AcuteCare Telemedicine Blog


Will Telemedicine Reduce the Wait at Hospital Emergency Rooms?

Waiting times at hospital emergency rooms has long been a problem.  Originally established to treat patients with injuries and illnesses in cases of extreme emergency treatment needs, todays hospital emergency facilities are packed with patients seeking treatment for every ailment from the common flu, minor cuts, sprains, strains, to severe injuries and illnesses.  As a result anyone who has ever had the misfortune to need to visit a hospital emergency room is well experienced in the art of waiting for treatment, in some cases, many long hours.

For years hospitals have attempted to stem the unrelenting flow of patients by diverting them to physician’s offices and off-site medical clinics and triage centers, still others post estimated waiting times on billboards and electronic signage located outside the hospital entrances.  The waiting goes on unabated.

To address this issue, a pilot study has been launched at UC San Diego Health System’s Emergency Department (ED) to use telemedicine as a way to help address crowding and decrease patient wait times.  The study is the first of its kind in California to use cameras to bring on-call doctors who are outside of the hospital to the patient in need.  The study, called Emergency Department Telemedicine Initiative to Rapidly Accommodate in Times of Emergency (EDTITRATE), brings telemedicine doctors to patients when the ED becomes busy.  An offsite doctor is paged, who then remotely links to a telemedicine station to see patients.  With the aide of an ED nurse, these patients are seen based on arrival time and level of medical need.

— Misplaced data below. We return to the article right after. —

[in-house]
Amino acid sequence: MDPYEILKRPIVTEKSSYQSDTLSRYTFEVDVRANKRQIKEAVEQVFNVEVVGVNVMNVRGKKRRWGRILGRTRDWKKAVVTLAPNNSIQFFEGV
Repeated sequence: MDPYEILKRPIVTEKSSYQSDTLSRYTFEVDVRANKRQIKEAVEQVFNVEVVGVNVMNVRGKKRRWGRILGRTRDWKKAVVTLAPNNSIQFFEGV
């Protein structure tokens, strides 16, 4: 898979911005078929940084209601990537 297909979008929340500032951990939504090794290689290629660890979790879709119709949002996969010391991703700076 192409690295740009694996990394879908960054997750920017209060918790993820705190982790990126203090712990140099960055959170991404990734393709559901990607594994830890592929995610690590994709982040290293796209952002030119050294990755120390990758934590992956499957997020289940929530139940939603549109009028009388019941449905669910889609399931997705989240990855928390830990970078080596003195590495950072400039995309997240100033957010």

“This telemedicine study will determine if we can decrease wait times while reducing the number of patients who leave the ED without being seen by a physician,” said David Guss, MD, principal investigator and chair of the department of emergency medicine at UC San Diego School of Medicine.  “If the use of a telemedicine evaluation can be shown to be safe and effective, it may shift how care in the emergency department is delivered.”

“ED overcrowding increases patient risk and decreases patient satisfaction with emergency services,” said Vaishal Tolia, MD, MPH, FACEP, emergency medicine physician at UC San Diego Health System.  “Implementing telemedicine in the emergency department setting may improve the overall experience for both patients and medical staff.”


2 Comments so far
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would love to know what you learned. EMTALA issues? Do docs like it? We’d like to initiate a trial in our ED like this – what are your recommendations?

Comment by Pankaj

We encourage you to contact us (info@acutecaretelemed.com) to discuss the treatment of acute neurologic illness via telemedicine in the emergency room. We look forward to helping you find ways in which ACT can assist you in your goals.

Although our AcuteCare Telemedicine did not participate in the ED-TITRATE study, we found it to be a potentially valuable use of telemedicine proposed by the University of California-San Diego Department of Emergency Medicine. Further information regarding this study may be obtained by contacting Dr. Vaishal Tolia at 619-543-6400.

Comment by acutecaretelemed




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